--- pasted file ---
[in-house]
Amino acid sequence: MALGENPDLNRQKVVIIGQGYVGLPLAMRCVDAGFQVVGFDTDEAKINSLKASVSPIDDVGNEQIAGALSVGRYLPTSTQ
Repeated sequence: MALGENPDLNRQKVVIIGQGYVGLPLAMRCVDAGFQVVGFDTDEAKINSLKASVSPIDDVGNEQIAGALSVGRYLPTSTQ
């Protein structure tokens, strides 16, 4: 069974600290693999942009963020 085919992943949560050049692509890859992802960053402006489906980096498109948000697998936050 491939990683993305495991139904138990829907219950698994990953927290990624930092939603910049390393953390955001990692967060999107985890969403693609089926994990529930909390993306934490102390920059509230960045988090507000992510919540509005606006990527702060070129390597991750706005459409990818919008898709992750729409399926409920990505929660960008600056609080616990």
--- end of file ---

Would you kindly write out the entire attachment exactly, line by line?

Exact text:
[in-house]
Amino acid sequence: MALGENPDLNRQKVVIIGQGYVGLPLAMRCVDAGFQVVGFDTDEAKINSLKASVSPIDDVGNEQIAGALSVGRYLPTSTQ
Repeated sequence: MALGENPDLNRQKVVIIGQGYVGLPLAMRCVDAGFQVVGFDTDEAKINSLKASVSPIDDVGNEQIAGALSVGRYLPTSTQ
């Protein structure tokens, strides 16, 4: 069974600290693999942009963020 085919992943949560050049692509890859992802960053402006489906980096498109948000697998936050 491939990683993305495991139904138990829907219950698994990953927290990624930092939603910049390393953390955001990692967060999107985890969403693609089926994990529930909390993306934490102390920059509230960045988090507000992510919540509005606006990527702060070129390597991750706005459409990818919008898709992750729409399926409920990505929660960008600056609080616990």